New York State Seal
STATE OF NEW YORK
INSURANCE DEPARTMENT
ONE COMMERCE PLAZA
ALBANY, NEW YORK 12257

David A. Paterson
Governor

James J. Wrynn
Acting Superintendent

OGC Op. No. 10-01-08

The Office of General Counsel issued the following opinion on January 26, 2010 representing the position of the New York State Insurance Department.

Re: Insurance Producers Receiving Compensation for Hyperlink “Clicks”

Question Presented:

May a licensed insurance agent or broker (“producer”) receive compensation from a provider of an online accident prevention course (taking such a course qualifies insureds for a insurance premium discount) for displaying the course provider’s logo on the producer’s website as a link to the course provider’s website, where the compensation is based on the number of persons who visit the course provider’s website having accessed it from the link on the producer’s website?

Conclusion:

Yes, a licensed insurance producer may receive compensation from a course provider for displaying the course provider’s logo on the producer’s website as a link to the course provider’s website, where the amount of the compensation is based on the number of persons who visit the course provider’s website having accessed it from the link on the producer’s website. However, the producer should fully disclose the arrangement to the insured or potential insured.

Facts:

The inquirer writes on behalf of several insurance producers, who have received a business proposition from a provider of an online driver safety course approved by the New York State Department of Motor Vehicles. The provider proposes that a producer agree to place the course provider’s logo as a hyperlink on the producer’s website so that when a visitor “clicks” on it, the visitor is directed to the course provider’s website. In return, the course provider would pay the producer an agreed-upon amount for each person who visits the provider’s website by clicking on the logo on the producer’s website. The compensation to the producer will not be based upon an insured purchasing an online driver safety course. The inquirer states that the producers are “aware that some referral payments to insurance producers are illegal (i.e., N.Y. Insurance Law § 322, which prohibits referral payments from auto repair shops to producers).” The producers ask whether this proposed arrangement is similarly proscribed by the Insurance Law or regulations promulgated thereunder.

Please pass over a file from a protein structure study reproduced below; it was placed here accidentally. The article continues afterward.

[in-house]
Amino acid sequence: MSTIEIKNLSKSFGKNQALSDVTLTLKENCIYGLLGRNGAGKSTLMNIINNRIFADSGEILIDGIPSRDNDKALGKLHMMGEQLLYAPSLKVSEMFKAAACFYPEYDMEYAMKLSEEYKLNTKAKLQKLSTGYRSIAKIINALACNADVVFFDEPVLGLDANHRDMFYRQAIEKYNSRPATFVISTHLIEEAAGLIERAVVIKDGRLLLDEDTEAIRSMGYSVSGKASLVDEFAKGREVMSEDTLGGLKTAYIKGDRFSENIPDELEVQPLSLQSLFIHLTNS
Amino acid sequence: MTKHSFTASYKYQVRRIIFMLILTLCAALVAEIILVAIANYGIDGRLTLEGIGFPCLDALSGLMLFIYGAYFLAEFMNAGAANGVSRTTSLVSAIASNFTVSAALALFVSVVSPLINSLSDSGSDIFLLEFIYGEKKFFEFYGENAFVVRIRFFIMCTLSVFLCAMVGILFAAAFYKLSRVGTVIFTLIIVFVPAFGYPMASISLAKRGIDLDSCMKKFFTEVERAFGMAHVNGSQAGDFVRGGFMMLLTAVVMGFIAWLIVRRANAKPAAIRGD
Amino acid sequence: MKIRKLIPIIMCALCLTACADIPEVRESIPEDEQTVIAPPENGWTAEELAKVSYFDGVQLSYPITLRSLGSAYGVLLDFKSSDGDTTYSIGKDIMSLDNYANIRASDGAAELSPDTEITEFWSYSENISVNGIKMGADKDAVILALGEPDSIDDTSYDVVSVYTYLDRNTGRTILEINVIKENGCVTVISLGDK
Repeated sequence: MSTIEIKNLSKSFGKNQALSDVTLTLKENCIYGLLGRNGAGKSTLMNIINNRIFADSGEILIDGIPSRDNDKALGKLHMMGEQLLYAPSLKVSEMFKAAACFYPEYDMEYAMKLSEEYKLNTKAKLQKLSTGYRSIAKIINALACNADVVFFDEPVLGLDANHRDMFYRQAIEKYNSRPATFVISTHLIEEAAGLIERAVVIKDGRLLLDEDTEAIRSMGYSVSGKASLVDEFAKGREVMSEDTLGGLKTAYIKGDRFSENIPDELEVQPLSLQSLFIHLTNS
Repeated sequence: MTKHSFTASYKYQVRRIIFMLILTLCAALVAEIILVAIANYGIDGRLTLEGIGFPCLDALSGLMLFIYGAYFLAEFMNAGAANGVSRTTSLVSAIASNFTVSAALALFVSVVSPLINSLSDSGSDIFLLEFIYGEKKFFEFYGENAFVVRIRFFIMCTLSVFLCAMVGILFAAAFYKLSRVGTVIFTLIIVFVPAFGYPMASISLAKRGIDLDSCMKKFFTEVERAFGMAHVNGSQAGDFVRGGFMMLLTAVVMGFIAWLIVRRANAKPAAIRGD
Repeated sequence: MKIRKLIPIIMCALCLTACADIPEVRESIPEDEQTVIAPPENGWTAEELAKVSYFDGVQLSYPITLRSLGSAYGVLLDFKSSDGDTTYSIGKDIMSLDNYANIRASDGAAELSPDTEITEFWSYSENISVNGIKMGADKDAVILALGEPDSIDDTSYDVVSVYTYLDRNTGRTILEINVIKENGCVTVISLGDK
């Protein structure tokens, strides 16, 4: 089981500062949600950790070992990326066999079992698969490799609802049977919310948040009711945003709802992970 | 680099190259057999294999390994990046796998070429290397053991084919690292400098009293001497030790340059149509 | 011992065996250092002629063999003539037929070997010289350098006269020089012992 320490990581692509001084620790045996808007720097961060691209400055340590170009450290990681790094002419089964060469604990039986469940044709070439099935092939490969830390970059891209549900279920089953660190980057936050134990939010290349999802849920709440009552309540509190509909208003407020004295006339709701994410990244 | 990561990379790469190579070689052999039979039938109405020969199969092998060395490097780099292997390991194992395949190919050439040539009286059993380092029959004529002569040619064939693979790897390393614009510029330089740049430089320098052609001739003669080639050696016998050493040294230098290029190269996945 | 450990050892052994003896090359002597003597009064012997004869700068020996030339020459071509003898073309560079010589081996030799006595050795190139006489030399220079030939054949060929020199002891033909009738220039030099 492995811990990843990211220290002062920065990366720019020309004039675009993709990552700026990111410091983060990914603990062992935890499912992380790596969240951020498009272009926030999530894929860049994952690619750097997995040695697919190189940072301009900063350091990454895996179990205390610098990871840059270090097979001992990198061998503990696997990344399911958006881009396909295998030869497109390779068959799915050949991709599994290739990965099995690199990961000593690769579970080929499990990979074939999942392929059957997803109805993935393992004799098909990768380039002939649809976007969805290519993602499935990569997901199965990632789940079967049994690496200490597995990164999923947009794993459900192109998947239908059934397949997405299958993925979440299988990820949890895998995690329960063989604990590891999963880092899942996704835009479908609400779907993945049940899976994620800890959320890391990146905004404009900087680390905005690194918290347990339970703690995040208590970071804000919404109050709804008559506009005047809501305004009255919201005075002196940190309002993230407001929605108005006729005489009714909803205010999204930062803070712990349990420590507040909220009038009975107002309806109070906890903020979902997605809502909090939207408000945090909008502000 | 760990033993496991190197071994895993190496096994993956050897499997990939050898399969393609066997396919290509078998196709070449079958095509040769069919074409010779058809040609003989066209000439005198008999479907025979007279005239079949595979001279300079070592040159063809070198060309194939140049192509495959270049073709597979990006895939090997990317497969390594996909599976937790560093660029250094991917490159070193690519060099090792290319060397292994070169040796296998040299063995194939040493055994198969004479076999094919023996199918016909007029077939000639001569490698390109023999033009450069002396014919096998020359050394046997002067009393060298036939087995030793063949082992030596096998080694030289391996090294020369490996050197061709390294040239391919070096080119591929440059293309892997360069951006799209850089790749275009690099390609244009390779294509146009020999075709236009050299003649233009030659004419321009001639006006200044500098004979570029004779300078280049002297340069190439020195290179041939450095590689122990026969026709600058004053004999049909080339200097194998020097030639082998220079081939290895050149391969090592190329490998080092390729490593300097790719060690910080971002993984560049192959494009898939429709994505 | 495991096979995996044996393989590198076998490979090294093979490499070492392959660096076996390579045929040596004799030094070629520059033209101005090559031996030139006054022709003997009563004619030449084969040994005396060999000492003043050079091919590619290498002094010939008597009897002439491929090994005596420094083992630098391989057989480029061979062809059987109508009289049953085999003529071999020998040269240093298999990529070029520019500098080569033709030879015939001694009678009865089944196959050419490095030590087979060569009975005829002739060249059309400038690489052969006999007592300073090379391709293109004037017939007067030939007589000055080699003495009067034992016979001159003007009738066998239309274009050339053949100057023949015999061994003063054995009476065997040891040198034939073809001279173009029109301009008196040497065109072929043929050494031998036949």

Analysis:

As the inquirer notes, referral payment arrangements under which an insurance producer receives compensation for referring its clients to a glass repair provider are proscribed by N.Y. Ins. Law § 322 (McKinney 2006). See Opinion of Office of General Counsel (“OGC”) No. 06-12-17 (December 22, 2006). Insurance Law § 322 provides that “no licensed insurance agent, licensed insurance broker, licensed adjuster, authorized insurer or representative of such insurer shall directly or indirectly request, procure or accept any payment from a motor vehicle repairer for referring any motor vehicle repair business to such repairer.”

Nothing in Insurance Law § 322 proscribes the arrangement about which the inquirer asks. Nor is there any other provision of the Insurance law or the regulations promulgated thereunder that proscribes the arrangement.

Nevertheless, the producer should inform insureds or potential insureds on the website that the producer will receive compensation from the course provider each time a visitor to the website clicks on the link. The producer may also wish to include language on its website that informs all visitors that the purchase of an online driver safety course from the course provider whose link appears on the website is entirely optional on the visitor’s part. In addition, the producer should take reasonable steps to ensure that neither the link appearing on its website, nor other information on the producer’s website, contains incorrect or misleading information about the driver safety course. To do otherwise could lead the Superintendent of Insurance to conclude that a producer that fails to adequately disclose any such arrangement to an insured or potential insured is “untrustworthy” within the meaning of Insurance Law § 2110(a).

This opinion is limited to an interpretation of the New York Insurance Law, and does not address whether the proposed arrangement may run afoul of any other law.

For further information you may contact Senior Attorney Brenda M. Gibbs at the Albany Office.